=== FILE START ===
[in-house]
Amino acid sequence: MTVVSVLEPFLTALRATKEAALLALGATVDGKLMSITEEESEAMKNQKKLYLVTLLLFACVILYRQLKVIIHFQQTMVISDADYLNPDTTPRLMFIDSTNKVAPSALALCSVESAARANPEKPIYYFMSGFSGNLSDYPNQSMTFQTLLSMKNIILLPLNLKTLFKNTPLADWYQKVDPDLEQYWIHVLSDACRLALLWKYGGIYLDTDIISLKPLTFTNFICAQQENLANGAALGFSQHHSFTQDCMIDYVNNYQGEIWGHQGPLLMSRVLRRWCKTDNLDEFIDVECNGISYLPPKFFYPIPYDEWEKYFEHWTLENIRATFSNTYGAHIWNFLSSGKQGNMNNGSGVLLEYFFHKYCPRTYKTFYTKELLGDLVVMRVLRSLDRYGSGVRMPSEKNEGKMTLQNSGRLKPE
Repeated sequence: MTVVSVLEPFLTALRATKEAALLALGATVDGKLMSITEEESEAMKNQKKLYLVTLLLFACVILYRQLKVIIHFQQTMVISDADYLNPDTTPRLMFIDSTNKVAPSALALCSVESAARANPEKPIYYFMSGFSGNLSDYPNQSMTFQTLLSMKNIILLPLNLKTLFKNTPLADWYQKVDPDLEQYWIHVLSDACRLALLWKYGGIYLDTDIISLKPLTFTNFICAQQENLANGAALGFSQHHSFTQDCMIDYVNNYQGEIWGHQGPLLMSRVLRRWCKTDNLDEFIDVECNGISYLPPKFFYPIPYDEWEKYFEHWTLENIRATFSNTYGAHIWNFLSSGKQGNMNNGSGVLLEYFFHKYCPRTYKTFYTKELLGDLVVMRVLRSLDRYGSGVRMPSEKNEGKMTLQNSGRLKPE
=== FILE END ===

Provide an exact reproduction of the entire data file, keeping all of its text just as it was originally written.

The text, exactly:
[in-house]
Amino acid sequence: MTVVSVLEPFLTALRATKEAALLALGATVDGKLMSITEEESEAMKNQKKLYLVTLLLFACVILYRQLKVIIHFQQTMVISDADYLNPDTTPRLMFIDSTNKVAPSALALCSVESAARANPEKPIYYFMSGFSGNLSDYPNQSMTFQTLLSMKNIILLPLNLKTLFKNTPLADWYQKVDPDLEQYWIHVLSDACRLALLWKYGGIYLDTDIISLKPLTFTNFICAQQENLANGAALGFSQHHSFTQDCMIDYVNNYQGEIWGHQGPLLMSRVLRRWCKTDNLDEFIDVECNGISYLPPKFFYPIPYDEWEKYFEHWTLENIRATFSNTYGAHIWNFLSSGKQGNMNNGSGVLLEYFFHKYCPRTYKTFYTKELLGDLVVMRVLRSLDRYGSGVRMPSEKNEGKMTLQNSGRLKPE
Repeated sequence: MTVVSVLEPFLTALRATKEAALLALGATVDGKLMSITEEESEAMKNQKKLYLVTLLLFACVILYRQLKVIIHFQQTMVISDADYLNPDTTPRLMFIDSTNKVAPSALALCSVESAARANPEKPIYYFMSGFSGNLSDYPNQSMTFQTLLSMKNIILLPLNLKTLFKNTPLADWYQKVDPDLEQYWIHVLSDACRLALLWKYGGIYLDTDIISLKPLTFTNFICAQQENLANGAALGFSQHHSFTQDCMIDYVNNYQGEIWGHQGPLLMSRVLRRWCKTDNLDEFIDVECNGISYLPPKFFYPIPYDEWEKYFEHWTLENIRATFSNTYGAHIWNFLSSGKQGNMNNGSGVLLEYFFHKYCPRTYKTFYTKELLGDLVVMRVLRSLDRYGSGVRMPSEKNEGKMTLQNSGRLKPE